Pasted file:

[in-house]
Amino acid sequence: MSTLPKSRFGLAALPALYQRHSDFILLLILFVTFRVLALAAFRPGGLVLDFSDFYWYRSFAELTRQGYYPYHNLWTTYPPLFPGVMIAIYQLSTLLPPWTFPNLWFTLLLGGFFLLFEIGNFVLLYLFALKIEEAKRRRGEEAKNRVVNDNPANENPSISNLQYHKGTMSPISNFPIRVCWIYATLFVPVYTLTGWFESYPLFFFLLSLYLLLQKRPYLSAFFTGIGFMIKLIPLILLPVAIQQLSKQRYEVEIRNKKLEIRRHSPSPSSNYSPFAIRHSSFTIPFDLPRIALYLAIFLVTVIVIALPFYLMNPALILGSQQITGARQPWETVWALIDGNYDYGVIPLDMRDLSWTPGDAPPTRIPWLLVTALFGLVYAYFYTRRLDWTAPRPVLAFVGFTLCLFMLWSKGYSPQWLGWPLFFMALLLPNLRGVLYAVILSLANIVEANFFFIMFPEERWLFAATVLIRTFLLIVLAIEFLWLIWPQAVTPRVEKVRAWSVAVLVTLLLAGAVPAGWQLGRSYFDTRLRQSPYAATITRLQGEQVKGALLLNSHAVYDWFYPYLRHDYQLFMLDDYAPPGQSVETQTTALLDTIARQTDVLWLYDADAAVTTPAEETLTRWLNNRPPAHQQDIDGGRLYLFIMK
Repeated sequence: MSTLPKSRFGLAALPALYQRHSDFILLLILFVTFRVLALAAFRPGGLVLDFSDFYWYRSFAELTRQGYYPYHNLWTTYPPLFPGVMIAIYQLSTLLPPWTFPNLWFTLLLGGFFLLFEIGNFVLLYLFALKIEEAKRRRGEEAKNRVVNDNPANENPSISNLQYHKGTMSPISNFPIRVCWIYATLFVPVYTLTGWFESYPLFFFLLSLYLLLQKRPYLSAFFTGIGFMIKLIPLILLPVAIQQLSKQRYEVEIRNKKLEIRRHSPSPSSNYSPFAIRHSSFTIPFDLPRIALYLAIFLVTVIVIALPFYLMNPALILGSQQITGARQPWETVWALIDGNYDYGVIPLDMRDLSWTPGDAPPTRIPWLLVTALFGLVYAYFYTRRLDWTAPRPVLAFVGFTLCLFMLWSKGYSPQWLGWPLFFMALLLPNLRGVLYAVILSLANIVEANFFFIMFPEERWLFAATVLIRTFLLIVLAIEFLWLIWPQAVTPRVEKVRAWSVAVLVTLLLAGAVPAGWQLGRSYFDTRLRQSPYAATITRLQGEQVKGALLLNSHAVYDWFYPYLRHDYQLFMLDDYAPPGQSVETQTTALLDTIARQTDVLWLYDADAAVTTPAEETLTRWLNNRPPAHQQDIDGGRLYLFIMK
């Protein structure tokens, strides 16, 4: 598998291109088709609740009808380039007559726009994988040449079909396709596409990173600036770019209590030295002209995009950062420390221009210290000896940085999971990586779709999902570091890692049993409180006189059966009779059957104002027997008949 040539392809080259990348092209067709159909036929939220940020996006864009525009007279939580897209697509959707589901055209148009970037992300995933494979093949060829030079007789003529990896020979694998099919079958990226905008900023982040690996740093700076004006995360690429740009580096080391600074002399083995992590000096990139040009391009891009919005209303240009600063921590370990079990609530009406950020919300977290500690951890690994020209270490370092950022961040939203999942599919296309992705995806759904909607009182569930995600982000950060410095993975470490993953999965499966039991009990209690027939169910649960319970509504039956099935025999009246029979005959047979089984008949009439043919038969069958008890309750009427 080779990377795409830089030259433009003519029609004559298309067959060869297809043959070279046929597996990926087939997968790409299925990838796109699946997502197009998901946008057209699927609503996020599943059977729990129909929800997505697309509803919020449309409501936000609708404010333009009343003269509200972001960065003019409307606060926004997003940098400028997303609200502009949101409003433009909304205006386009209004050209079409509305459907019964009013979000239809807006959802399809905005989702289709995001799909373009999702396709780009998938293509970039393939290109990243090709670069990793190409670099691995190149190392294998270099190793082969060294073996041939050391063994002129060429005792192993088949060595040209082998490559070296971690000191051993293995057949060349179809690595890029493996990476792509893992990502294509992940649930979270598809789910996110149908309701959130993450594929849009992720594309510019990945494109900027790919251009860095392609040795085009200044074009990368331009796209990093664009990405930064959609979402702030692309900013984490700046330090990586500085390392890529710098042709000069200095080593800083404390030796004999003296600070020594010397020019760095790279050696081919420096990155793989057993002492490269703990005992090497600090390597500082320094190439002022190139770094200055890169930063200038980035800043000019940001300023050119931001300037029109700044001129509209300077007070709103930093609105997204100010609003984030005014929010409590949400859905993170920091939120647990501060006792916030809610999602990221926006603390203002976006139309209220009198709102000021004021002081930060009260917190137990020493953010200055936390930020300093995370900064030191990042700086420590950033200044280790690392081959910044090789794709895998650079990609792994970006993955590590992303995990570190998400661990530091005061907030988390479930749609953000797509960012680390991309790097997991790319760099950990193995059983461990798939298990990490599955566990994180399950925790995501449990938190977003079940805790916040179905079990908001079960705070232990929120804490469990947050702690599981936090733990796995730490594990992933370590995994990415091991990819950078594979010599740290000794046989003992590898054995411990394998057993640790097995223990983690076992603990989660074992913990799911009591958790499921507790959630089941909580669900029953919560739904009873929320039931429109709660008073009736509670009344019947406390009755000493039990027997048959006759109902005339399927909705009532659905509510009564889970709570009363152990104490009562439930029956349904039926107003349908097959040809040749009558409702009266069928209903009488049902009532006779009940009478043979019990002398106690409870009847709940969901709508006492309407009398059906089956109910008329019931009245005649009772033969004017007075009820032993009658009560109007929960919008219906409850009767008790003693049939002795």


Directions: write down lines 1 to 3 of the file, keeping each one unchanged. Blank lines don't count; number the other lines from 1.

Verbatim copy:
[in-house]
Amino acid sequence: MSTLPKSRFGLAALPALYQRHSDFILLLILFVTFRVLALAAFRPGGLVLDFSDFYWYRSFAELTRQGYYPYHNLWTTYPPLFPGVMIAIYQLSTLLPPWTFPNLWFTLLLGGFFLLFEIGNFVLLYLFALKIEEAKRRRGEEAKNRVVNDNPANENPSISNLQYHKGTMSPISNFPIRVCWIYATLFVPVYTLTGWFESYPLFFFLLSLYLLLQKRPYLSAFFTGIGFMIKLIPLILLPVAIQQLSKQRYEVEIRNKKLEIRRHSPSPSSNYSPFAIRHSSFTIPFDLPRIALYLAIFLVTVIVIALPFYLMNPALILGSQQITGARQPWETVWALIDGNYDYGVIPLDMRDLSWTPGDAPPTRIPWLLVTALFGLVYAYFYTRRLDWTAPRPVLAFVGFTLCLFMLWSKGYSPQWLGWPLFFMALLLPNLRGVLYAVILSLANIVEANFFFIMFPEERWLFAATVLIRTFLLIVLAIEFLWLIWPQAVTPRVEKVRAWSVAVLVTLLLAGAVPAGWQLGRSYFDTRLRQSPYAATITRLQGEQVKGALLLNSHAVYDWFYPYLRHDYQLFMLDDYAPPGQSVETQTTALLDTIARQTDVLWLYDADAAVTTPAEETLTRWLNNRPPAHQQDIDGGRLYLFIMK
Repeated sequence: MSTLPKSRFGLAALPALYQRHSDFILLLILFVTFRVLALAAFRPGGLVLDFSDFYWYRSFAELTRQGYYPYHNLWTTYPPLFPGVMIAIYQLSTLLPPWTFPNLWFTLLLGGFFLLFEIGNFVLLYLFALKIEEAKRRRGEEAKNRVVNDNPANENPSISNLQYHKGTMSPISNFPIRVCWIYATLFVPVYTLTGWFESYPLFFFLLSLYLLLQKRPYLSAFFTGIGFMIKLIPLILLPVAIQQLSKQRYEVEIRNKKLEIRRHSPSPSSNYSPFAIRHSSFTIPFDLPRIALYLAIFLVTVIVIALPFYLMNPALILGSQQITGARQPWETVWALIDGNYDYGVIPLDMRDLSWTPGDAPPTRIPWLLVTALFGLVYAYFYTRRLDWTAPRPVLAFVGFTLCLFMLWSKGYSPQWLGWPLFFMALLLPNLRGVLYAVILSLANIVEANFFFIMFPEERWLFAATVLIRTFLLIVLAIEFLWLIWPQAVTPRVEKVRAWSVAVLVTLLLAGAVPAGWQLGRSYFDTRLRQSPYAATITRLQGEQVKGALLLNSHAVYDWFYPYLRHDYQLFMLDDYAPPGQSVETQTTALLDTIARQTDVLWLYDADAAVTTPAEETLTRWLNNRPPAHQQDIDGGRLYLFIMK